What if there was a way to improve brand loyalty, increase customer satisfaction, drive sales and run more effective marketing campaigns? Luckily, there is — it’s called market segmentation.
Read on to learn how you as a brand manager can use market segmentation to understand your target audience on a deeper level.
What Is Market Segmentation?
Market segmentation divides your target audience into groups (or “segments”) based on a set of shared characteristics.
Let’s take a basic example. If you sell books for children, teenagers, and young adults, you could segment your customers based on age. That’s a basic market segmentation method. However, you can go much deeper based on the genre of books they enjoy reading, how often they purchase from you, where they live, and more.
Let’s dive into the different types of market segmentation, also known as audience segmentation, and how they can help you understand your customers better.
The Four Different Types of Market Segmentation
There are four main different types of market segmentation: demographic, geographic, behavioral, and psychographic. Let’s dive into how each type works and when to use it.
Demographic segmentation splits your customers into groups according to basic characteristics such as age, gender, education, income level, and occupation.
Demographic segmentation is one of the most common forms of market segmentation because it’s very black-and-white. The data is readily available and makes it easy to spot patterns and trends between, for example, age, and purchase behavior.
Here are some simple questions to ask when segmenting your customer according to demographics:
Geographic segmentation splits up your customers based on their location. Customers have different needs, preferences, and interests depending on where they live. Marketers need to be aware of these differences for their campaigns to be effective.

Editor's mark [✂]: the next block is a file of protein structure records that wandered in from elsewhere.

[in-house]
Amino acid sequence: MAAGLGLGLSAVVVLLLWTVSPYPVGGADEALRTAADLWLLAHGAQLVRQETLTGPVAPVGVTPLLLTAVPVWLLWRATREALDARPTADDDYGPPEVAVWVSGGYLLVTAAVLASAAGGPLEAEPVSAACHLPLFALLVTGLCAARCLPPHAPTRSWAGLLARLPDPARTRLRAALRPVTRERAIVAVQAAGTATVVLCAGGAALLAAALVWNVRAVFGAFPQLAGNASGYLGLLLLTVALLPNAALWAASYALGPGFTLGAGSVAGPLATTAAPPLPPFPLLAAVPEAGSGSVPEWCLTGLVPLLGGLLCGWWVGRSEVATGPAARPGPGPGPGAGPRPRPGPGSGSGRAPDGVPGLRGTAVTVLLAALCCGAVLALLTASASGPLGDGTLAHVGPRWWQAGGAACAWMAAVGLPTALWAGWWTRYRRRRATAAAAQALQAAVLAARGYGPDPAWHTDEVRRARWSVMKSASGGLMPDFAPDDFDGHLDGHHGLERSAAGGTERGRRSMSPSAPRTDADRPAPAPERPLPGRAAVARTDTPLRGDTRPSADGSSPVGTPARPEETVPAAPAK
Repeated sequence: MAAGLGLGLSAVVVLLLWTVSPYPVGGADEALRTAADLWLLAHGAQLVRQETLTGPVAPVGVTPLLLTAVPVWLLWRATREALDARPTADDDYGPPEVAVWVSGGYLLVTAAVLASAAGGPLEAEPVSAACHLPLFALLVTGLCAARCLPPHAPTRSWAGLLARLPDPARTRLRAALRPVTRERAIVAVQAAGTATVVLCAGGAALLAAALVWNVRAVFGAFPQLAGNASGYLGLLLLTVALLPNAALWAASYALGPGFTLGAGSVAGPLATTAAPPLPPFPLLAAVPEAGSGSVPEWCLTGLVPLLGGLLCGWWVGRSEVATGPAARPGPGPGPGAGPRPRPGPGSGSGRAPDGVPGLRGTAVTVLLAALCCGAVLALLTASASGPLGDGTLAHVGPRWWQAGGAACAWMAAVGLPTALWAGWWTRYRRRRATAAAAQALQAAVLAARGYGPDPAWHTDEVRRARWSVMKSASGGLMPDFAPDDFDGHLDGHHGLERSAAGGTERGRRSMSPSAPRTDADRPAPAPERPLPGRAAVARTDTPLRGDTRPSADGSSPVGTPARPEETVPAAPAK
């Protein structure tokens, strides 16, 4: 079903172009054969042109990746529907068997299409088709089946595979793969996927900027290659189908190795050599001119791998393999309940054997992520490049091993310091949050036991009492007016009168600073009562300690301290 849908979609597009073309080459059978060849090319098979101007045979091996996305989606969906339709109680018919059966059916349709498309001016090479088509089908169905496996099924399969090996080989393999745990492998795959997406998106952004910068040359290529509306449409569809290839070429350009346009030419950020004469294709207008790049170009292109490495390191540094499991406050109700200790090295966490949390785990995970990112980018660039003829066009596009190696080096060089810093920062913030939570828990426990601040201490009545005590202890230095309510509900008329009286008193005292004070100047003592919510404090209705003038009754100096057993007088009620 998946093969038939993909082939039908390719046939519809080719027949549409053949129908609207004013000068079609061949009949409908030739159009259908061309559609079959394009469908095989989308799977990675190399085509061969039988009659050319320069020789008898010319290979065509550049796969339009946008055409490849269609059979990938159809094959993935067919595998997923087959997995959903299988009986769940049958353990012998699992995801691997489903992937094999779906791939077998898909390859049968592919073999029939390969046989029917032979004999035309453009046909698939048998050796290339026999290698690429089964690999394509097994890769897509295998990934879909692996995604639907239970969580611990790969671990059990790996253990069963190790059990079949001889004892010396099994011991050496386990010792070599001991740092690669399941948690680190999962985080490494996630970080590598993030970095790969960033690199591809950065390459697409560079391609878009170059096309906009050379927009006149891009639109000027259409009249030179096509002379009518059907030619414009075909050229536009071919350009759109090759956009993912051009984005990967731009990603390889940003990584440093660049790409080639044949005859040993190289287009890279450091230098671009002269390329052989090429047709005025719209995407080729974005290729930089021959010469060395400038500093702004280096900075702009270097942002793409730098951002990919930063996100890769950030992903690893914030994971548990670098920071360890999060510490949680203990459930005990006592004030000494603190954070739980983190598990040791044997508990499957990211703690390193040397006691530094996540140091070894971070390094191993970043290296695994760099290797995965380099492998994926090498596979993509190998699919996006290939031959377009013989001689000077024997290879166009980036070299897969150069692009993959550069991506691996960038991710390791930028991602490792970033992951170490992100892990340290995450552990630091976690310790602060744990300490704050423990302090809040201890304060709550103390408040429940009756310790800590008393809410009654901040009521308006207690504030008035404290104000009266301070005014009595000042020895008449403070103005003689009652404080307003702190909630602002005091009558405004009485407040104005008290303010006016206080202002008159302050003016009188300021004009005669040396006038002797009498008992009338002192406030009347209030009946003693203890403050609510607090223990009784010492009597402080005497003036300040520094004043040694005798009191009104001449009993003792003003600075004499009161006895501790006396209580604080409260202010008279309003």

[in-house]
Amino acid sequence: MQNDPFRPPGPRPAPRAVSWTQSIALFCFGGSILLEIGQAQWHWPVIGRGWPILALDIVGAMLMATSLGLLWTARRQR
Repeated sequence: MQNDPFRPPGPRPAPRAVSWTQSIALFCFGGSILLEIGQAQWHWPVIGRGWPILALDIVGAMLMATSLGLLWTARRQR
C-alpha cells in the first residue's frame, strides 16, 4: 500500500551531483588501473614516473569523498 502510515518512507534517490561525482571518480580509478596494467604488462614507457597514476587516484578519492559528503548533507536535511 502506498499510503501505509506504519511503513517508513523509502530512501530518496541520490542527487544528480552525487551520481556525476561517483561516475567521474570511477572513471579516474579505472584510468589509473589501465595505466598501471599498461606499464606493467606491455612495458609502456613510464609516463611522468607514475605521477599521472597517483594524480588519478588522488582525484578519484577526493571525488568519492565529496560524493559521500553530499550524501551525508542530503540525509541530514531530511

For geographic segmentation, you will be looking at questions like:
Understanding where your customers live can help you understand their needs better. For instance, you don’t want to market warm winter clothes to people living in a hot climate!
Another popular market segmentation method is behavioral, which splits your customers into groups according to behaviors they display, particularly with regard to your product, website, app, or brand.
Some types of behaviors to look at include:
- Do your customers order from you via your website, your app, or in-store?
- What kind of content do they consume on your website?
- How often do they purchase/use your product?
- When was their last order?
- How long have they been a customer?
- Are they 100% loyal to your brand, or do they also buy from your competitors?
You can get this data from various sources, including Google Analytics or other website analytics tools and your customer relationship management (CRM) database.
Behavioral segmentation is a powerful tool for brand managers because it relates directly to how customers interact with your brand or products. Understanding their behavior enables you to market to them more effectively — for example, if a customer hasn’t purchased from you recently, you could send them a special offer to remind them how great your brand is.
Psychographic segmentation looks at the mental and emotional traits of your customers. These attributes are not easy to quantify as demographic data, but they provide valuable insight into your customers’ needs and desires.
Examples of psychographic characteristics include personality traits, interests, beliefs, values, attitudes, and lifestyles.
- What personality traits define them? For instance, are they kind, humorous, outgoing, or introverted?
- What hobbies are they interested in?
- What is their stance on the environment and sustainability?
- Are they religious?
- Do they lead a healthy lifestyle?
Psychographic segmentation provides insight into your customers’ mindsets and values. This can help you market to them on a deeper level and come up with powerful messaging which speaks to their individual needs and desires.
How Does Market Segmentation Benefit Brands?
1. Run relevant promotions and offers
91% of consumers are more likely to shop with brands who recognize, remember and provide relevant offers and recommendations. Segmenting your audience is the easiest way to offer customers what they are truly interested in, which is more likely to drive engagement and, ultimately, sales.
2. Create compelling marketing messaging
Instead of being generic and vague, you can focus on the specific needs and desires of your target audience.